Averages: Measures of central tendency

An average is a statistical method to summarize the central tendency, as opposed to the spread, of a set of numerical data. The three types of averages are mean, median, and mode.

Arithmetic mean

The arithmetic mean, or simply mean, is sum of all numbers in a collection divided by the number of numbers in that collection. This is what is typically meant when someone refers to an "average" without specifying which type of average.

$A={\frac {1}{n}}\sum _{i=1}^{n}a_{i}={\frac {a_{1}+a_{2}+\cdots +a_{n}}{n}}$

Means works best when the range is relatively symmetrical and unlikely to contain outliers, which can skew the data beyond usefulness.

Median

The median of a collection of numbers is the middle number when that collection is sorted. If there are two middle numbers (i.e. if the collection has an even number of numbers), then the median is the mean of those two numbers.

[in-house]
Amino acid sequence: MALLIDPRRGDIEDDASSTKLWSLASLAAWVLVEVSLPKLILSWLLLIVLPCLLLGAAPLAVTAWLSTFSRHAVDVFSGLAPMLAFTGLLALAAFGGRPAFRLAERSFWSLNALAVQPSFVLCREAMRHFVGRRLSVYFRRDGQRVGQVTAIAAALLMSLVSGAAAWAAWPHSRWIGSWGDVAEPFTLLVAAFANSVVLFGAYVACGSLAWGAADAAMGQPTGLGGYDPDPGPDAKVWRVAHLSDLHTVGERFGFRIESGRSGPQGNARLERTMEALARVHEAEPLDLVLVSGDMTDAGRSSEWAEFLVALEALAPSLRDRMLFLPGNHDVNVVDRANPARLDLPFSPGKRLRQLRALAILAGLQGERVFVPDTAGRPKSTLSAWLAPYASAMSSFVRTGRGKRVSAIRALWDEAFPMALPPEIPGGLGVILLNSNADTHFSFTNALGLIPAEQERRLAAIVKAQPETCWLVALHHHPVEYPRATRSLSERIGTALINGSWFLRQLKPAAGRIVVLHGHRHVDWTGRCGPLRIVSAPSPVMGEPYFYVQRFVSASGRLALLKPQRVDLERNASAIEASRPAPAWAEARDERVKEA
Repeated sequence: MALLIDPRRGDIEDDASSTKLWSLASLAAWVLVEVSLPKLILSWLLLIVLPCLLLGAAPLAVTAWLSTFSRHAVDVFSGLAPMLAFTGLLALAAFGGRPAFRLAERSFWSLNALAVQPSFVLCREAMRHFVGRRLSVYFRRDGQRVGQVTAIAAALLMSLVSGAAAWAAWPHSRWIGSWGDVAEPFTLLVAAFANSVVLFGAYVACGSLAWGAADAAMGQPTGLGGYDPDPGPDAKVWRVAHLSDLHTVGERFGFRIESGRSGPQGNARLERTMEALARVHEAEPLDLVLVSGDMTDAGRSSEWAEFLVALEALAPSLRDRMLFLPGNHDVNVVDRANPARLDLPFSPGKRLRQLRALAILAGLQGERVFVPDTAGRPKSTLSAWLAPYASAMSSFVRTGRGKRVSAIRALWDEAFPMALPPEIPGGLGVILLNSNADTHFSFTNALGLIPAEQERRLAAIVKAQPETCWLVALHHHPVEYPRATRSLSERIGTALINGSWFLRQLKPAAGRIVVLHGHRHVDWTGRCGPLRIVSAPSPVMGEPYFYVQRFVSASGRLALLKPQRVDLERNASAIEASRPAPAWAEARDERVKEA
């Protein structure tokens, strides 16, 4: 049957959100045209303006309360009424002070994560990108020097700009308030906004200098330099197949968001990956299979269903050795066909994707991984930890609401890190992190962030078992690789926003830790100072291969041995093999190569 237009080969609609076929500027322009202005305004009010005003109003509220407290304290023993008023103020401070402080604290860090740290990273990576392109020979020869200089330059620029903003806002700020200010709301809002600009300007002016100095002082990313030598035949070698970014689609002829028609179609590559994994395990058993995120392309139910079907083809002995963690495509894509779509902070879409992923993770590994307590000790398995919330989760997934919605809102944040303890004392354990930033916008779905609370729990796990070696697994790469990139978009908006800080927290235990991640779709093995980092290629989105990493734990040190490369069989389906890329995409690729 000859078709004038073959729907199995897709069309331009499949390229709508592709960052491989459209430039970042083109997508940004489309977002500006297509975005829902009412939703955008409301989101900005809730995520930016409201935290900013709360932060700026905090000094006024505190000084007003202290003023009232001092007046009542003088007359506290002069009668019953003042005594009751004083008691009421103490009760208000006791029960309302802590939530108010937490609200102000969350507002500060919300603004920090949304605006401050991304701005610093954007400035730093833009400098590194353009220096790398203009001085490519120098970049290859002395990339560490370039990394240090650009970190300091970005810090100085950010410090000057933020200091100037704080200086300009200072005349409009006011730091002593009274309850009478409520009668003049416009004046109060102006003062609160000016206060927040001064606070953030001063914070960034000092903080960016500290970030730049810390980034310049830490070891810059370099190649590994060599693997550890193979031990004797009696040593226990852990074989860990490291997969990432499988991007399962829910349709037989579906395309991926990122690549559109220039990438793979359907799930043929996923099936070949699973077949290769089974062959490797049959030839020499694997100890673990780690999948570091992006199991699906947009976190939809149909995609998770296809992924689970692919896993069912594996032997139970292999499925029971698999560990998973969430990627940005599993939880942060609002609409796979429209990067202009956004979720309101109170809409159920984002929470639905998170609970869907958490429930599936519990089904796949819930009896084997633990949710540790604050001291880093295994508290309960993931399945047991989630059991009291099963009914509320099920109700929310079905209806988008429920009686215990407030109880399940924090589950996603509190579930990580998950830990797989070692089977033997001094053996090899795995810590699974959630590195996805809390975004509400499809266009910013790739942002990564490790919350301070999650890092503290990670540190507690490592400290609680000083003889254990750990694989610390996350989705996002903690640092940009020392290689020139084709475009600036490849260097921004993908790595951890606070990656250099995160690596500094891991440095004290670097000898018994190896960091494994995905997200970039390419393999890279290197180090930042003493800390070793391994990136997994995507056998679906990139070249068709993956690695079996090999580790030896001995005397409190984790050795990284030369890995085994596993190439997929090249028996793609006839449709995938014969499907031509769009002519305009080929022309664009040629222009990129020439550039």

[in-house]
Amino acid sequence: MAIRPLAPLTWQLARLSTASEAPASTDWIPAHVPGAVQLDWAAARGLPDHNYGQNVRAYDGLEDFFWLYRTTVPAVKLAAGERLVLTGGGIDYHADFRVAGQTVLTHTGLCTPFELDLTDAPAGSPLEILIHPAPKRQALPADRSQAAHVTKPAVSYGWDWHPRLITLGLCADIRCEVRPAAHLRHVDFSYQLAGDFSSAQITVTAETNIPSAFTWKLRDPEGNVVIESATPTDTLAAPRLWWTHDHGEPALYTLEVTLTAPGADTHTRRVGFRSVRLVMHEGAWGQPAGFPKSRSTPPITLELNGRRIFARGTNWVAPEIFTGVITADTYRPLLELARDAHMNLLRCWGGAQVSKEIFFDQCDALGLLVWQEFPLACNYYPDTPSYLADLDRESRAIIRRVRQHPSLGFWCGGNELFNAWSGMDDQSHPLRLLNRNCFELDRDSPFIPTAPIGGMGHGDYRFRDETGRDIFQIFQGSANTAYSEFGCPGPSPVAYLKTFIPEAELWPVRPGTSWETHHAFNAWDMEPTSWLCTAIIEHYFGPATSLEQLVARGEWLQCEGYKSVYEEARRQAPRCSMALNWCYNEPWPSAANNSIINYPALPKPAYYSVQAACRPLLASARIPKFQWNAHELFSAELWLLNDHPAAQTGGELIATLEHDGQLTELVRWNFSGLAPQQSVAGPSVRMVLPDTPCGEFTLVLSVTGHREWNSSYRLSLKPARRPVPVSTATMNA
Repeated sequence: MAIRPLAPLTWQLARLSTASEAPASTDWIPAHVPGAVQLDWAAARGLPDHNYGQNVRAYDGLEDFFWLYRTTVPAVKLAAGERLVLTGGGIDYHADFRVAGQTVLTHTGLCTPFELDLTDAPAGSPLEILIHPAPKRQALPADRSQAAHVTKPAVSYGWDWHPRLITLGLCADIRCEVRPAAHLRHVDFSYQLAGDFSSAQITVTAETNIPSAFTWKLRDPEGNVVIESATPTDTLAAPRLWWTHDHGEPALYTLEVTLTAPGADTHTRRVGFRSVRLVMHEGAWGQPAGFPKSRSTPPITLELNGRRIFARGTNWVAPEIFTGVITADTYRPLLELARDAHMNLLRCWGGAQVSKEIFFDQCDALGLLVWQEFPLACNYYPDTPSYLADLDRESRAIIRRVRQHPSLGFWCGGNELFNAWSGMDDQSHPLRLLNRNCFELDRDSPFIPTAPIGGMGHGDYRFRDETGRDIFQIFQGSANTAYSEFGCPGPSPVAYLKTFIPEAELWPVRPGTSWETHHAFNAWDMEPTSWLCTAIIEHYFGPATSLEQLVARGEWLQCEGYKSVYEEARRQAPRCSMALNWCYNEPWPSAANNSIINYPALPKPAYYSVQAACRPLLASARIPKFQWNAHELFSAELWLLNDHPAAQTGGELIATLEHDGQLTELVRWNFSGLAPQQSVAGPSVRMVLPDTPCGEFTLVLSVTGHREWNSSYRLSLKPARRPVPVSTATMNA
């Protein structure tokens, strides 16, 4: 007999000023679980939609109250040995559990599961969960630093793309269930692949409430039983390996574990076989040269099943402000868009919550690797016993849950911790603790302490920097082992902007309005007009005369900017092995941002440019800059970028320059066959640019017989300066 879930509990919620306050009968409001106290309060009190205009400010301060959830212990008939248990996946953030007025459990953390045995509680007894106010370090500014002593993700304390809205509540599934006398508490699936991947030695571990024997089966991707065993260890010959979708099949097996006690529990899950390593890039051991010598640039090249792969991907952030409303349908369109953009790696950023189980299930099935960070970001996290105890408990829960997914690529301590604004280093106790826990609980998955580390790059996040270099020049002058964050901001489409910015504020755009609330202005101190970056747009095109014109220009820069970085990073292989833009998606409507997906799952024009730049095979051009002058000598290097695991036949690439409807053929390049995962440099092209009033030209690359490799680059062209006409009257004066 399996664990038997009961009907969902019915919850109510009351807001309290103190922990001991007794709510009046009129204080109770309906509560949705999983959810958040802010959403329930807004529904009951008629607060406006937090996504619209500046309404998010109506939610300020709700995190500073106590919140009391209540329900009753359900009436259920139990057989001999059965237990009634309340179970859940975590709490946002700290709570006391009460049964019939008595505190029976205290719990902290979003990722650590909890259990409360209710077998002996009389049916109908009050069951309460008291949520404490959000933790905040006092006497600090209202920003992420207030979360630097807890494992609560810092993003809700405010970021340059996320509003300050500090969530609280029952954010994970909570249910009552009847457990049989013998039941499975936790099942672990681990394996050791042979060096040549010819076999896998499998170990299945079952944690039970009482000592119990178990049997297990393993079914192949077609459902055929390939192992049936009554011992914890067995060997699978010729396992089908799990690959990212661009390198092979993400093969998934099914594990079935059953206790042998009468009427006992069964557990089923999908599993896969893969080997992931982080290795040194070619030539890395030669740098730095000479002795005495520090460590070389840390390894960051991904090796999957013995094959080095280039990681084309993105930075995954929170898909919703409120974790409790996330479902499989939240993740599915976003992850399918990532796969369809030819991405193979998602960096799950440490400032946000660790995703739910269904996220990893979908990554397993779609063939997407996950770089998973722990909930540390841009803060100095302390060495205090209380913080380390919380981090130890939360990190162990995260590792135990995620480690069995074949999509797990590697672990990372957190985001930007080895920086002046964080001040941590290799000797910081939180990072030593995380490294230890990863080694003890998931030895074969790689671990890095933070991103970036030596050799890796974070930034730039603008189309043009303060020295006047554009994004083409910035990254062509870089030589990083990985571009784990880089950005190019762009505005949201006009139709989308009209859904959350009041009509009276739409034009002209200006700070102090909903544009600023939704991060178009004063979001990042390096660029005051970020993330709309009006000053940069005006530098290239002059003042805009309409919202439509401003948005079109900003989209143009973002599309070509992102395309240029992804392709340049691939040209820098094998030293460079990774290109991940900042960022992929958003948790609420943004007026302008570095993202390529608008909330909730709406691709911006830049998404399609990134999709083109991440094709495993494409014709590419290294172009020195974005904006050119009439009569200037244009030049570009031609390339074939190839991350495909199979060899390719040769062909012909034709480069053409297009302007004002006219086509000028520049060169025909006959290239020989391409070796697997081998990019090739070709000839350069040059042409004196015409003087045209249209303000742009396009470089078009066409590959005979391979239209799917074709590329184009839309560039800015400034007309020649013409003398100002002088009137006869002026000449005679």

The median is most useful when the distribution of values is skewed or contains outliers.

Mode

The mode is the most frequently repeated number in a collection. If two or more values "tie" for being most common, then the mode is undefined.

Deeper Knowledge on Averages: Measures of Central Tendency

Usage and calculations for range, standard deviation, and variance on a set of numbers

Interquartile Range (IQR)

How to find the interquartile range (IQR) of a number collection